Months Later, I Still Think About the Before and After of My Lymphatic Drainage Massage

Months Later, I Still Think About the Before and After of My Lymphatic Drainage Massage
Photo: Courtesy of Author. Design: Cierra Miller/STYLECASTER.

Remember that thing called a massage? Let me refresh your memory—you’re laid out in a dimly lit, well-scented room while a physical therapist or masseuse works their magic on tight limbs and achy muscles as you slowly, but surely doze off for the power nap of your dreams. Yea, those were the good ole days. Postpone the nail appointments and haircuts as long as you wish but I am literally pining for someone to work out the kinks of this year so far. (I know there are more important things to miss, like regularly scheduled time with friends and family, but come on: a woman needs her self-care moments, too.) It will probably be a long time before this happens again so for now, all I have is the unforgettable memory of my last lymphatic drainage massage (and the insane before and after) to hold me over.

In case you’re not familiar, lymphatic drainage massages are the Beyoncé of massages, full stop. The visible results are totally gratifying but they also leave you feeling like the best version of yourself, especially after a menstrual cycle that leaves you more bloated than usual. On a deeper level, lymphatic drainage massages reduce swelling, boost the digestive and immune systems, and help the body to better absorb nutrients.

According to Camila Perez, the beauty expert and massage therapist who put me onto lymphatic drainage massages, what separates them from other massage techniques is the overall focus. While most are meant to relax the muscles, “LDM is concentrated in the superficial layers of the skin since eighty percent of the system is located there,” she says. “The touch has to be very gentle due to the risk of damage the vessels if the therapist applies to much pressure. We also work on the stomach to stimulate the deep lymphatic system (which is the other twenty percent) and digestion.”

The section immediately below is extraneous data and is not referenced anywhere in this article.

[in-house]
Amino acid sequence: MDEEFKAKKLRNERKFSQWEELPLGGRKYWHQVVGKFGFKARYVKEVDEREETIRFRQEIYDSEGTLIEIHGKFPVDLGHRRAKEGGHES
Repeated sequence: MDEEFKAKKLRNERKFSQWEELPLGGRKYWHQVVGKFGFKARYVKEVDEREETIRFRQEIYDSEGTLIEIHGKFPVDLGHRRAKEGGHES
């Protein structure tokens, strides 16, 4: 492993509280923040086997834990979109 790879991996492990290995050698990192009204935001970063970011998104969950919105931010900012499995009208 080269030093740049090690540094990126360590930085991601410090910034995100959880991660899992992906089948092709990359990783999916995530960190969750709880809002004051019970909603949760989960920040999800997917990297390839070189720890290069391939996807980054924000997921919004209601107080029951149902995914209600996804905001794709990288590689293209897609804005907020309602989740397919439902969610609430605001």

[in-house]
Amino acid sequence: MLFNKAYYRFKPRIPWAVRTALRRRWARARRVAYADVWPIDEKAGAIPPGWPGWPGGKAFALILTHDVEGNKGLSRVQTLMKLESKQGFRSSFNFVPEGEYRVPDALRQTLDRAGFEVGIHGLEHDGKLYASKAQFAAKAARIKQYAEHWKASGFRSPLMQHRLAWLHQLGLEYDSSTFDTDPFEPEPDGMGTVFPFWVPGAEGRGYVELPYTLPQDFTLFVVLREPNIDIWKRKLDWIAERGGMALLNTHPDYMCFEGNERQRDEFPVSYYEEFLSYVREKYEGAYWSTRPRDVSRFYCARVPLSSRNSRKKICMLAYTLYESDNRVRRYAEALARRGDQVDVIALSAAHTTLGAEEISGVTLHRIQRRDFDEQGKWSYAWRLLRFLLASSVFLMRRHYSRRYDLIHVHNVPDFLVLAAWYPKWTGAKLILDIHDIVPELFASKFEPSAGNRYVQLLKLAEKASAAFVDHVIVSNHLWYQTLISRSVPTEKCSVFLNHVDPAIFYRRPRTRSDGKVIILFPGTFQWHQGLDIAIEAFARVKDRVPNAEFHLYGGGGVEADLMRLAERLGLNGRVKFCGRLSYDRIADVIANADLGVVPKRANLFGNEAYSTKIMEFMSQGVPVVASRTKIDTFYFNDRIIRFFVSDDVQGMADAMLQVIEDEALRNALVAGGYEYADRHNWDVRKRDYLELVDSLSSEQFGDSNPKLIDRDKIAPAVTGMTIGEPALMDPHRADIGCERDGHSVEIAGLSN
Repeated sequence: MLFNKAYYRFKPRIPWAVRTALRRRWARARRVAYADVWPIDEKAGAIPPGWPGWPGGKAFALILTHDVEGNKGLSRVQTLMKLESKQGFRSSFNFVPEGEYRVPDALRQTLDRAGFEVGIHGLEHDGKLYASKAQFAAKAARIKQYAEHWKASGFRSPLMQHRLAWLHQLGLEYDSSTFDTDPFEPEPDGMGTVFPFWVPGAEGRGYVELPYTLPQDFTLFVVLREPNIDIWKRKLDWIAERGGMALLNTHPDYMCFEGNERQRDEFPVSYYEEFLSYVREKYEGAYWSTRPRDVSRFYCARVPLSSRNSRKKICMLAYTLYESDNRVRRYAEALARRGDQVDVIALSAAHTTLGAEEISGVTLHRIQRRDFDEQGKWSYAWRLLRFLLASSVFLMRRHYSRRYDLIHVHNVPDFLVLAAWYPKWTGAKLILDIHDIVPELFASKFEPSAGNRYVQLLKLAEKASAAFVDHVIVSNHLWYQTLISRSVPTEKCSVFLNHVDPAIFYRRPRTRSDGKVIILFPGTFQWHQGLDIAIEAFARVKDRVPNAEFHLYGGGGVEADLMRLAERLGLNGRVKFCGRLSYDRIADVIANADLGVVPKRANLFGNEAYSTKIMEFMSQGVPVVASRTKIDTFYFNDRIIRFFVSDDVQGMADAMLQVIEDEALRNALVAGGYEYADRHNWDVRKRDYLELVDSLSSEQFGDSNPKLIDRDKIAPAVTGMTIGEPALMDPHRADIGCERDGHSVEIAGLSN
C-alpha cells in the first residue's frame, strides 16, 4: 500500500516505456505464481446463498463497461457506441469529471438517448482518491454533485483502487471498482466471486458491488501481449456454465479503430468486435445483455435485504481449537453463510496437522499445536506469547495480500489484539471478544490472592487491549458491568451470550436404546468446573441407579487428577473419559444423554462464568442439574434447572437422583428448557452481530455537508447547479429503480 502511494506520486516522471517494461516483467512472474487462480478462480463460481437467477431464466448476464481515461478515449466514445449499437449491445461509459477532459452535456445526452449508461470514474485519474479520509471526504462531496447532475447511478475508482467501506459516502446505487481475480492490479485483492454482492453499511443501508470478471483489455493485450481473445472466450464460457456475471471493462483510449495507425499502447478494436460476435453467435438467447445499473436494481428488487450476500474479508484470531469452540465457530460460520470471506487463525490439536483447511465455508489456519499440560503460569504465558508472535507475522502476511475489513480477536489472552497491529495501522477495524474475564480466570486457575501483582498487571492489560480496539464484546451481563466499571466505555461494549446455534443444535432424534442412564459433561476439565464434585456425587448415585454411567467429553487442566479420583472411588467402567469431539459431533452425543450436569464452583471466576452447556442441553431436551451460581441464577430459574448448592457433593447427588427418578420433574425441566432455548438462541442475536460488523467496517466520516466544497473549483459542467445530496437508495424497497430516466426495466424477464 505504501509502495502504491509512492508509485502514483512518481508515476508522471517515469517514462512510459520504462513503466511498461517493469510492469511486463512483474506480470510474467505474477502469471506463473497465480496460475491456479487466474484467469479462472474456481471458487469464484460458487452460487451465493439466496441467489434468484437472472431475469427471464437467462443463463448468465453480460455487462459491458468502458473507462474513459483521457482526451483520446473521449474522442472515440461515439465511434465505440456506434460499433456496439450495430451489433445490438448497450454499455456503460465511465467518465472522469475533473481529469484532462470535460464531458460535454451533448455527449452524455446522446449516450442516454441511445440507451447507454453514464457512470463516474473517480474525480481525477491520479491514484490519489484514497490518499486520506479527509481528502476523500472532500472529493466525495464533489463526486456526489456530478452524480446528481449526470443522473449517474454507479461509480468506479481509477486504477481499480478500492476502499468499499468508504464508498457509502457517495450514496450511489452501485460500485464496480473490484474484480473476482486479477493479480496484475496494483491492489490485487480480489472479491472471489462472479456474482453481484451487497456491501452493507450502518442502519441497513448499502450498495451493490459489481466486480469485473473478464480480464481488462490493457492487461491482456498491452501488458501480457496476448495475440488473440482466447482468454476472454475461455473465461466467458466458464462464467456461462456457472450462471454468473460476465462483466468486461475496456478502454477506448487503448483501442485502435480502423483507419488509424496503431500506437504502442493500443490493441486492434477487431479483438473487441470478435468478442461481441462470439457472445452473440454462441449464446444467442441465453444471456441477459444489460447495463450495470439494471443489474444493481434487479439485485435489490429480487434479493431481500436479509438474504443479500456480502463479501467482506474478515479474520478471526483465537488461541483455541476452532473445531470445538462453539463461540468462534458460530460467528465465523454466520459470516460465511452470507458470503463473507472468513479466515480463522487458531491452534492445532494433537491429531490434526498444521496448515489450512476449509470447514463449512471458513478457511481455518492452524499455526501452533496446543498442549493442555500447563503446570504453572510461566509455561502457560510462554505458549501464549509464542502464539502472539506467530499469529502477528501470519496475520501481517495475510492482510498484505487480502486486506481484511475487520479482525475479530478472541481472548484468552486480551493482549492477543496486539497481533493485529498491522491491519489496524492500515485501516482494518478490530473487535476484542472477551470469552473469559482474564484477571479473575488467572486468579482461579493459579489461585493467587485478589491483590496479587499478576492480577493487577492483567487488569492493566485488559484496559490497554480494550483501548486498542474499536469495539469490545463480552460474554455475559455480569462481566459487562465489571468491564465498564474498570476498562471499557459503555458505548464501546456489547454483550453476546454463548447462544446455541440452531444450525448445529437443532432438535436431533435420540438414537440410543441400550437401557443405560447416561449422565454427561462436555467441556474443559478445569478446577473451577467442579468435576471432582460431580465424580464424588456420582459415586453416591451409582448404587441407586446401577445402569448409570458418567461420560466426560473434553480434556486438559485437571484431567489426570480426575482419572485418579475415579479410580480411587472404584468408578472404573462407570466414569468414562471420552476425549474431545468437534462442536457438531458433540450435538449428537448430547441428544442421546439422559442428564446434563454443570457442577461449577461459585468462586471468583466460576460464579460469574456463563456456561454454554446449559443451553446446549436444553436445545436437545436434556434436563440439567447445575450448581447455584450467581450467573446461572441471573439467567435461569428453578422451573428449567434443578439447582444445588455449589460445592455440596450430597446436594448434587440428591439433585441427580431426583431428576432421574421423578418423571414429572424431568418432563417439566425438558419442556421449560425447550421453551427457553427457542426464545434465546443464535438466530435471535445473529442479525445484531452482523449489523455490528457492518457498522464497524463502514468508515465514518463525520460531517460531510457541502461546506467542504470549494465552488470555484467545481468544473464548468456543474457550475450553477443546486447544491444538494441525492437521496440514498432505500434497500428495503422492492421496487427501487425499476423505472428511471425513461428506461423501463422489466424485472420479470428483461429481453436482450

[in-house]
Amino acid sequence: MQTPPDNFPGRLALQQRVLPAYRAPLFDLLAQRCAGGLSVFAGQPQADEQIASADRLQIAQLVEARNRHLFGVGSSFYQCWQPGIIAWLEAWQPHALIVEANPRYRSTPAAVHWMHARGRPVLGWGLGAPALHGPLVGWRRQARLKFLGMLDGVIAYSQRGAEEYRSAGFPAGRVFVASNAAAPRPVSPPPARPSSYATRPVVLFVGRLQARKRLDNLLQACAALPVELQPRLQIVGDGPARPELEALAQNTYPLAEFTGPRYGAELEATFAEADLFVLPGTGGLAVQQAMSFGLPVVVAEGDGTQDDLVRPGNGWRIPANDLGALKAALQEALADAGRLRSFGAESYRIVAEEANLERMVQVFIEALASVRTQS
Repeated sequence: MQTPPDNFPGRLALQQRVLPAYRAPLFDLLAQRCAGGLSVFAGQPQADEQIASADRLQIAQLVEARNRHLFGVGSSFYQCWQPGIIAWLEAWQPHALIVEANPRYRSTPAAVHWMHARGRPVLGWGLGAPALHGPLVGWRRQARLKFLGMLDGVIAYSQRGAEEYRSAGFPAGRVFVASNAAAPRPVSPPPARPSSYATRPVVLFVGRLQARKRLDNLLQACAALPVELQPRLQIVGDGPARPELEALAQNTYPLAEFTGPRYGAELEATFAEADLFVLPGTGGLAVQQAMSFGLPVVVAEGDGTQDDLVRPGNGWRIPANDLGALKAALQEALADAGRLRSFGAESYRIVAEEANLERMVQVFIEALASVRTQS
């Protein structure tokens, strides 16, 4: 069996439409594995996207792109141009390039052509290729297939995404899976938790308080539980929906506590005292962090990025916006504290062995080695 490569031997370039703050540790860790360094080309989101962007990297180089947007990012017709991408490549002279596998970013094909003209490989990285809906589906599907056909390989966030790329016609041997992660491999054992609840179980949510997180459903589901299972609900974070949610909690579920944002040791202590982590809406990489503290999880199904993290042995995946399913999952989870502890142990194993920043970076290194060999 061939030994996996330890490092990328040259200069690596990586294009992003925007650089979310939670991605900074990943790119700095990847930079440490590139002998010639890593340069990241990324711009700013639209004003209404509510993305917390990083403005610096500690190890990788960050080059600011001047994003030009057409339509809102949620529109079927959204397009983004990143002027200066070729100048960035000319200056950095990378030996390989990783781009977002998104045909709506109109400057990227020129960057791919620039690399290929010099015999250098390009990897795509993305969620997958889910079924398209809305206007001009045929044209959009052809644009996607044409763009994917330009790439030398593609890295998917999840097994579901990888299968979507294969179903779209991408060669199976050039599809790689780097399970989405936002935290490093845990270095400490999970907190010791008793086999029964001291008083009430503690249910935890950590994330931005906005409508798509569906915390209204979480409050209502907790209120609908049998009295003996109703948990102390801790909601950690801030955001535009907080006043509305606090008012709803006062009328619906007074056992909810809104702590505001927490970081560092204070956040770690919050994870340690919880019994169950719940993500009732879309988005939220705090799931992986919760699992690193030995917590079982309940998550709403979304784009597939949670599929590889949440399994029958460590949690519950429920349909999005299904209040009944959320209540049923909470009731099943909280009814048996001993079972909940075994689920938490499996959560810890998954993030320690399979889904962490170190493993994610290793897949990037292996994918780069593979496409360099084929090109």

I’m not gonna lie—it felt weird at first and in certain spots, ever-so-slightly painful. A fantastic therapist like Perez will listen and adjust their pressure to your liking. (If they don’t, run.) Another component that makes an LDM feel like heaven on earth? Body oil. Lots of it. Of course, it helps with gliding and provides some aromatherapy if there’s fragrance, but some also carry benefits that complement this particular massage technique. For instance, Perez used Clarins because it’s “rich in ingredients that focus on skin tightening, nutrition, and hydration.”

Clarins Tonic Body Oil

Clarins.

Things got really interesting when she started cupping my legs. Admittedly, I was so relaxed that it didn’t distract me, but if you’ve never experienced it before, seeing special suction cups on your skin is bizarre. However, it’s also an ideal add-on if you can get it.

“The traditional [LDM] technique does not include cupping,” says Perez. “Since I trained in different methods, I like to combine elements that complement each other. The cupping releases the fascia, increasing blood and lymph circulation, and is also detoxifying; it’s a perfect combination!” From what I can remember, the entire sesh took just under an hour and I literally could not believe how much my body was holding onto after seeing this before/after:

lymphatic drainage massage before and after

Courtesy of Author. Design: Cierra Miller/STYLECASTER.

As it turns out, the lymphatic vessels Perez targeted are very responsive to stimulation. “When you apply the right pressure,” she adds, “a structure called Anchorage Filament opens up the system’s collectors, and the fluids retained within the tissue get into the vessels immediately.” Combined with some fascia movements to increase contour, you’ll quite literally look like a brand new person.

Of course, recreating this on yourself is impossible, but there are some at-home techniques that deliver similar results. Baths with magnesium and Epsom salt followed by a body oil (like Clarins Contour Body Treatment Oil) are ideal. Perez also recommends incorporating a dry brush into your cleansing routine or even trying to occasionally lay down on your back with the legs elevated for 5 minutes (deep breathes included). And if all else fails, you can channel your inner masseuse by consulting Perez’s IGTV page for a how-to on giving yourself a lymphatic drainage massage. Personally, I can’t think of a better way to cap off a self-care day.

STYLECASTER | lymphatic drainage massage

Image: Nikki Brown
Design: Cierra Miller/STYLECASTER

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